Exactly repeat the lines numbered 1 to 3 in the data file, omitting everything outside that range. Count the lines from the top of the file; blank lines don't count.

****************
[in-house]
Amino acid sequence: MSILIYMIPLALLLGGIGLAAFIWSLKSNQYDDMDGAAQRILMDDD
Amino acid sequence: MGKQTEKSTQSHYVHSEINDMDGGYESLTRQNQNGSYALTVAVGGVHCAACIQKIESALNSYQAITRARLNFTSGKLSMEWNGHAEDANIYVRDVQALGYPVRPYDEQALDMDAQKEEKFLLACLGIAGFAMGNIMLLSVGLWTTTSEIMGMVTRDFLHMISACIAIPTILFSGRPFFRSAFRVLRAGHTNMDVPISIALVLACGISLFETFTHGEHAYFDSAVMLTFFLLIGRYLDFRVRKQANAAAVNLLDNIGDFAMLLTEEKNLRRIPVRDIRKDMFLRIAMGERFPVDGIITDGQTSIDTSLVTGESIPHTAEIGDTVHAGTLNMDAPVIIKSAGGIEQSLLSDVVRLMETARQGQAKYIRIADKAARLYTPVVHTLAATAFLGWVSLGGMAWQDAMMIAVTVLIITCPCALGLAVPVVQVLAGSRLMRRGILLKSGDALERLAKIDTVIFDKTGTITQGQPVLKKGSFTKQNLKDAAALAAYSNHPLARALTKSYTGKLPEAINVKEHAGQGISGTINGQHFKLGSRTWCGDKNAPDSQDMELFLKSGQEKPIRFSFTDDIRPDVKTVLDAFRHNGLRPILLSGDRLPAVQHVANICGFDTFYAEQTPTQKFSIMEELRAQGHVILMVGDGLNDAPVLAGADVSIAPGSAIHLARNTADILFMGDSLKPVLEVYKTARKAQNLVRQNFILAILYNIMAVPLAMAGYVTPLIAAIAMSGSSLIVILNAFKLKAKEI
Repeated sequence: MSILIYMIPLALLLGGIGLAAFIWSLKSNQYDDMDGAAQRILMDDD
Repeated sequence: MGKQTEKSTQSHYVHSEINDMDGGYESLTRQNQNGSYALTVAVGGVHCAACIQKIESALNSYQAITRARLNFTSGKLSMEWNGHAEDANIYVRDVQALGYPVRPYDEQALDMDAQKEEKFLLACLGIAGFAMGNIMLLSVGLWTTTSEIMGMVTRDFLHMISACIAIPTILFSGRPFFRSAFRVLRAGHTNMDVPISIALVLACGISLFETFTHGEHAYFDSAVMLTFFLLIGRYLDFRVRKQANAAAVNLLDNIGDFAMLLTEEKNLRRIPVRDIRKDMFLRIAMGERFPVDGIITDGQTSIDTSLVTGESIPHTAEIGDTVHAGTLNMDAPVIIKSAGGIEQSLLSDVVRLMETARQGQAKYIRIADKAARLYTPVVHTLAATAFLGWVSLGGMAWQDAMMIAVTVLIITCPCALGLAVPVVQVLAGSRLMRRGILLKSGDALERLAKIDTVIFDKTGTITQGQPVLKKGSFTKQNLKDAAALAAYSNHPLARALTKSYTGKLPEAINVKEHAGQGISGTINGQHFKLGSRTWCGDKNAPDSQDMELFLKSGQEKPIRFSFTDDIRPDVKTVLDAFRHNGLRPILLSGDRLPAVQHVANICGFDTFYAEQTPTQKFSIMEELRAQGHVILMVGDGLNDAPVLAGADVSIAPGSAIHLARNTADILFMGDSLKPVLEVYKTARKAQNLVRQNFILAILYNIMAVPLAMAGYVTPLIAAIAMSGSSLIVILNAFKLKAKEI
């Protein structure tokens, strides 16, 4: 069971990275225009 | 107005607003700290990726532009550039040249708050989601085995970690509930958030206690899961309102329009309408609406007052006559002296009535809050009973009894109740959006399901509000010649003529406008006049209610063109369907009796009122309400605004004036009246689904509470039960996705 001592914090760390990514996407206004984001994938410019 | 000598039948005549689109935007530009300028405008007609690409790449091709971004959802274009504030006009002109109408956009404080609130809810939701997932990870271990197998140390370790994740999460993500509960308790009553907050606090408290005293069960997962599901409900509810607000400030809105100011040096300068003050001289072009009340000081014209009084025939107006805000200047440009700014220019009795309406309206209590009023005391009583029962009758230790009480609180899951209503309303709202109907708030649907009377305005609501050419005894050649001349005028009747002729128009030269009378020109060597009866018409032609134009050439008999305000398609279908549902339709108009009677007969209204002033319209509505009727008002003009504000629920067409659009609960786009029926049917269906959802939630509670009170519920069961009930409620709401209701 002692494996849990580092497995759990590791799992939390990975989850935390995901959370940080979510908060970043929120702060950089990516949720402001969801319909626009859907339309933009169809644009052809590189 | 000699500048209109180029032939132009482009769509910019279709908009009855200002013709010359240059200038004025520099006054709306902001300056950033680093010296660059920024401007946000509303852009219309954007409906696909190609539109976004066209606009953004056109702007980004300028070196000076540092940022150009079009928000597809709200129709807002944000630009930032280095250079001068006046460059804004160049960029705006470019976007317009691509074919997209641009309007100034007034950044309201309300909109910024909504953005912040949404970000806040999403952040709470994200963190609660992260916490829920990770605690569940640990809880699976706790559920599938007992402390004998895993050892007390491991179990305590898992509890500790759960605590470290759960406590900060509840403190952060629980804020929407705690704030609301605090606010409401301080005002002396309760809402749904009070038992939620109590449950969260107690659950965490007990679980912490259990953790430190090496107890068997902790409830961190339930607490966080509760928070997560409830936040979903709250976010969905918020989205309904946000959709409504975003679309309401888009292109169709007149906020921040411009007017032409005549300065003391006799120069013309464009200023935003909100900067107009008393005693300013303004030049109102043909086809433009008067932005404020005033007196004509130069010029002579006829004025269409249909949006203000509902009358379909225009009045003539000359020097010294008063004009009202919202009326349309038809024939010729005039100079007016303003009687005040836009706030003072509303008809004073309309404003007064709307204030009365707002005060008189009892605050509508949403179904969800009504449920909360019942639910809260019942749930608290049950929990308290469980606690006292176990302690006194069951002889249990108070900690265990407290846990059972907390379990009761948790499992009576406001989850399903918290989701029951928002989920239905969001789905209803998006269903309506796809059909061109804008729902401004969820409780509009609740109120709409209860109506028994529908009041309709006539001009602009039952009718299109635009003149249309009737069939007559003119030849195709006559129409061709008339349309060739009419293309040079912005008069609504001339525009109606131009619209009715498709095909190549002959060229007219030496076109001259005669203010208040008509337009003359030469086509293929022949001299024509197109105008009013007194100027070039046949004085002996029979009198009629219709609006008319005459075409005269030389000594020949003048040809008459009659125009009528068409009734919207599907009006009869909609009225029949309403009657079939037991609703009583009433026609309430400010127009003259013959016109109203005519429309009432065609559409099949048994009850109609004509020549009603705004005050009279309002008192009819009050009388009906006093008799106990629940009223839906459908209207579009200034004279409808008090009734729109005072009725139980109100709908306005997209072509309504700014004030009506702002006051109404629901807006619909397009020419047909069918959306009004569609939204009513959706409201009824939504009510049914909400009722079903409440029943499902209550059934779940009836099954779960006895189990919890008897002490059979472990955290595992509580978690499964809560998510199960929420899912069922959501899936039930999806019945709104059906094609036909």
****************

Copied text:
[in-house]
Amino acid sequence: MSILIYMIPLALLLGGIGLAAFIWSLKSNQYDDMDGAAQRILMDDD
Amino acid sequence: MGKQTEKSTQSHYVHSEINDMDGGYESLTRQNQNGSYALTVAVGGVHCAACIQKIESALNSYQAITRARLNFTSGKLSMEWNGHAEDANIYVRDVQALGYPVRPYDEQALDMDAQKEEKFLLACLGIAGFAMGNIMLLSVGLWTTTSEIMGMVTRDFLHMISACIAIPTILFSGRPFFRSAFRVLRAGHTNMDVPISIALVLACGISLFETFTHGEHAYFDSAVMLTFFLLIGRYLDFRVRKQANAAAVNLLDNIGDFAMLLTEEKNLRRIPVRDIRKDMFLRIAMGERFPVDGIITDGQTSIDTSLVTGESIPHTAEIGDTVHAGTLNMDAPVIIKSAGGIEQSLLSDVVRLMETARQGQAKYIRIADKAARLYTPVVHTLAATAFLGWVSLGGMAWQDAMMIAVTVLIITCPCALGLAVPVVQVLAGSRLMRRGILLKSGDALERLAKIDTVIFDKTGTITQGQPVLKKGSFTKQNLKDAAALAAYSNHPLARALTKSYTGKLPEAINVKEHAGQGISGTINGQHFKLGSRTWCGDKNAPDSQDMELFLKSGQEKPIRFSFTDDIRPDVKTVLDAFRHNGLRPILLSGDRLPAVQHVANICGFDTFYAEQTPTQKFSIMEELRAQGHVILMVGDGLNDAPVLAGADVSIAPGSAIHLARNTADILFMGDSLKPVLEVYKTARKAQNLVRQNFILAILYNIMAVPLAMAGYVTPLIAAIAMSGSSLIVILNAFKLKAKEI